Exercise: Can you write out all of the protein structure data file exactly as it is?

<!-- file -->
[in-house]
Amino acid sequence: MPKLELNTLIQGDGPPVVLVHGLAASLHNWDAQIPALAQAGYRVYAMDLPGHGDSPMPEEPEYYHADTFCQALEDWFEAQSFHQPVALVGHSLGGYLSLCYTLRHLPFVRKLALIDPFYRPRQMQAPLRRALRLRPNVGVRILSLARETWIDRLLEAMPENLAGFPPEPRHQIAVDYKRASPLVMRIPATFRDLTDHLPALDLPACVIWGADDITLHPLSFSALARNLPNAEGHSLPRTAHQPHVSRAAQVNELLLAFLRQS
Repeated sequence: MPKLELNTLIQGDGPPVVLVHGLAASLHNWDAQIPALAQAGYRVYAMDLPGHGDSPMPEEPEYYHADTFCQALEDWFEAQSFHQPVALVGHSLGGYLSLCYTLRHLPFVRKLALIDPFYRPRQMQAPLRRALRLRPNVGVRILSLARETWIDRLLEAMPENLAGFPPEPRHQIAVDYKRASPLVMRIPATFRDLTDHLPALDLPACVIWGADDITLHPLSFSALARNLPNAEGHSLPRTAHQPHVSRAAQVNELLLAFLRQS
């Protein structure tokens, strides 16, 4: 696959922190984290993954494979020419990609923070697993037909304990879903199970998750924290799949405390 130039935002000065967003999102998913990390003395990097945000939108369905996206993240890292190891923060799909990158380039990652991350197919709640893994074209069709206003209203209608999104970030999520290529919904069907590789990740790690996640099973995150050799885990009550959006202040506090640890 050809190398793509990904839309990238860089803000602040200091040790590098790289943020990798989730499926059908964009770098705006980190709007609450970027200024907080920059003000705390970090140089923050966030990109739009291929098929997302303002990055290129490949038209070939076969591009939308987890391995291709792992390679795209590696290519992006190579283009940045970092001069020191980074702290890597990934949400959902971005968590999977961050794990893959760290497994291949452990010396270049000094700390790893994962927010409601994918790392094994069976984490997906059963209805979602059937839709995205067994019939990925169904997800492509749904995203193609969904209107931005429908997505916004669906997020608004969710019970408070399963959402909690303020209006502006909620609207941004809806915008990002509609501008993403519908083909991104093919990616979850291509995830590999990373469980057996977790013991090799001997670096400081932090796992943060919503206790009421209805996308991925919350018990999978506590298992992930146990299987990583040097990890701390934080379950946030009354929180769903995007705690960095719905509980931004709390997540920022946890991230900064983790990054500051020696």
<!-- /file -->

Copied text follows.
[in-house]
Amino acid sequence: MPKLELNTLIQGDGPPVVLVHGLAASLHNWDAQIPALAQAGYRVYAMDLPGHGDSPMPEEPEYYHADTFCQALEDWFEAQSFHQPVALVGHSLGGYLSLCYTLRHLPFVRKLALIDPFYRPRQMQAPLRRALRLRPNVGVRILSLARETWIDRLLEAMPENLAGFPPEPRHQIAVDYKRASPLVMRIPATFRDLTDHLPALDLPACVIWGADDITLHPLSFSALARNLPNAEGHSLPRTAHQPHVSRAAQVNELLLAFLRQS
Repeated sequence: MPKLELNTLIQGDGPPVVLVHGLAASLHNWDAQIPALAQAGYRVYAMDLPGHGDSPMPEEPEYYHADTFCQALEDWFEAQSFHQPVALVGHSLGGYLSLCYTLRHLPFVRKLALIDPFYRPRQMQAPLRRALRLRPNVGVRILSLARETWIDRLLEAMPENLAGFPPEPRHQIAVDYKRASPLVMRIPATFRDLTDHLPALDLPACVIWGADDITLHPLSFSALARNLPNAEGHSLPRTAHQPHVSRAAQVNELLLAFLRQS
């Protein structure tokens, strides 16, 4: 696959922190984290993954494979020419990609923070697993037909304990879903199970998750924290799949405390 130039935002000065967003999102998913990390003395990097945000939108369905996206993240890292190891923060799909990158380039990652991350197919709640893994074209069709206003209203209608999104970030999520290529919904069907590789990740790690996640099973995150050799885990009550959006202040506090640890 050809190398793509990904839309990238860089803000602040200091040790590098790289943020990798989730499926059908964009770098705006980190709007609450970027200024907080920059003000705390970090140089923050966030990109739009291929098929997302303002990055290129490949038209070939076969591009939308987890391995291709792992390679795209590696290519992006190579283009940045970092001069020191980074702290890597990934949400959902971005968590999977961050794990893959760290497994291949452990010396270049000094700390790893994962927010409601994918790392094994069976984490997906059963209805979602059937839709995205067994019939990925169904997800492509749904995203193609969904209107931005429908997505916004669906997020608004969710019970408070399963959402909690303020209006502006909620609207941004809806915008990002509609501008993403519908083909991104093919990616979850291509995830590999990373469980057996977790013991090799001997670096400081932090796992943060919503206790009421209805996308991925919350018990999978506590298992992930146990299987990583040097990890701390934080379950946030009354929180769903995007705690960095719905509980931004709390997540920022946890991230900064983790990054500051020696």